A targeted two-week enhanced testing programme is being rolled out across two postcodes in the Canterbury area in response to confirmation of a number of cases of the B.1.617.2 Indian variant strain of COVID-19.

Anyone living, working or studying in all CT1 postcodes and the CT2 7 postcode, without symptoms of COVID and over the age of 12, is urged to get a PCR test at one of five mobile testing units that will be specially stationed in the area from today (Tuesday 1 June).  

Testing units will be open seven days a week from 9am to 7pm for walk-in appointments (which means you cannot book an appointment) at the following locations up until Tuesday 15 June:

  • New Dover Road Park and Ride, CT1 3EL
  • Sturry Road Park and Ride, CT1 1AD
  • University of Kent Canterbury Campus, Keynes College car park, CT2 7NP
  • University of Kent Canterbury Campus, Darwin College car park, CT2 7NY
  • Wincheap Park and Ride, CT1 3TQ  

Children aged 13 to 15 must be accompanied by a parent or carer. 

Those taking part will be notified of their result – whether positive or negative for coronavirus – in the usual way, by NHS Test and Trace, and are not expected to self-isolate while awaiting the outcome. All positive results will be sent for further analysis and genome-sequencing to determine which strain of the virus they may have.

Anyone who currently has symptoms of coronavirus – high temperature, a new or continuous cough, a loss or change in taste or smell – should not take part in this enhanced testing initiative but should book a test by visiting the government’s website or calling 119.

Kent’s interim Director of Public Health, Dr Allison Duggal said: “It’s important to stress the number of cases of the B.1.617.2 variant of concern in the county are low – and that those identified to date have isolated appropriately, with their contacts traced and testing offered.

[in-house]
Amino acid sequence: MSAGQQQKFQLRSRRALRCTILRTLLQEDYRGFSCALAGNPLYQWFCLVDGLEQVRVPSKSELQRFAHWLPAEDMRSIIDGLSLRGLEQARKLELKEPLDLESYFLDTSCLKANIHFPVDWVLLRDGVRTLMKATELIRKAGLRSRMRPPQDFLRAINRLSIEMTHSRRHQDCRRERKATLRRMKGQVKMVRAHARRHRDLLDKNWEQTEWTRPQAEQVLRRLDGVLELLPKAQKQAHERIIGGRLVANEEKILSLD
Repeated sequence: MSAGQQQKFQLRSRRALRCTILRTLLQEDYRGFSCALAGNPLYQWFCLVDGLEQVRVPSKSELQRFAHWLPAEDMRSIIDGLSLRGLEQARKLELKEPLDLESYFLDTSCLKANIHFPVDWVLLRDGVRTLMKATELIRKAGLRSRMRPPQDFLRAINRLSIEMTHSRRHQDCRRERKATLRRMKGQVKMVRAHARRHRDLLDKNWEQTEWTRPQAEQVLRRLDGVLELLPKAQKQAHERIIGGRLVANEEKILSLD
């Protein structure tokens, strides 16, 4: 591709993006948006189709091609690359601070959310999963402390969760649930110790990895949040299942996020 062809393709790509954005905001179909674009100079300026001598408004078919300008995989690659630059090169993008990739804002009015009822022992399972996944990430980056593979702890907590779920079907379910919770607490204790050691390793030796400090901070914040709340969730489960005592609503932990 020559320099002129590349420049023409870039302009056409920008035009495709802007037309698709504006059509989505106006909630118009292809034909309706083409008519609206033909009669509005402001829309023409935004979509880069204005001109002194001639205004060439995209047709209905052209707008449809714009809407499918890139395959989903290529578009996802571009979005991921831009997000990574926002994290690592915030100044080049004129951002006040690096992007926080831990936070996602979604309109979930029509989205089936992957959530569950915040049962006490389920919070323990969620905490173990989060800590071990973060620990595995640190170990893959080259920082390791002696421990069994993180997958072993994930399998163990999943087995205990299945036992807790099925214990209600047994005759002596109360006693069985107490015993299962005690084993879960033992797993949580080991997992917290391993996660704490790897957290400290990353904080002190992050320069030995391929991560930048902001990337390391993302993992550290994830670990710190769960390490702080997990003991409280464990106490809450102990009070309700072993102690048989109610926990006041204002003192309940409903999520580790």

“But, in line with several other local authorities in England who are carrying out enhanced testing, we don’t want to take anything for granted. Working closely with Public Health England and Canterbury City Council, we are adopting a highly precautionary approach, continually assessing the situation and acting quickly to tackle outbreaks before they have a chance to spread.

“If you live in the relevant postcodes, I urge you to get tested at one of the mobile testing sites in Canterbury even if you have had one or two Covid vaccinations. If everyone plays their part by continuing to follow the public health advice in their local area, and getting vaccinated when invited, we can break chains of transmission and keep Kent safe.”

Councillor Rachel Carnac, Deputy Leader of Canterbury City Council, said: “Whether you live, work or study in the affected postcodes, please do your bit and get tested to help us combat this virus at such a vital time.

“We’ve come this far because we have pulled together so brilliantly well and we have to keep that going.”

Dr Duggal added: “There’s also much we can do to protect ourselves against all COVID variants, from following the ‘hands-face-space-and let in fresh air’ guidance to making ‘test-record-repeat’ part of our weekly routine and getting vaccinated when it’s our turn. Being vigilant is key to helping the county stay on track to recovery.”

People who do not live in the two Canterbury postcodes where enhanced testing is taking place are encouraged to book a test at a symptom-free testing centre in Kent. To find out more details and to book a test, go to KCC’s website. It is easy to book a test and there are plenty of appointments available.

Most community pharmacies in Kent have joined the collect scheme for COVID-19 tests. Find out more information on where to get lateral flow tests, including at community pharmacies.

Read about all the surge testing happening in England to monitor and suppress the spread of the COVID-19 variant on the government website.

See the latest numbers of confirmed cases of COVID-19 variants of concern and variants under investigation, published by Public Health England.

By Ed

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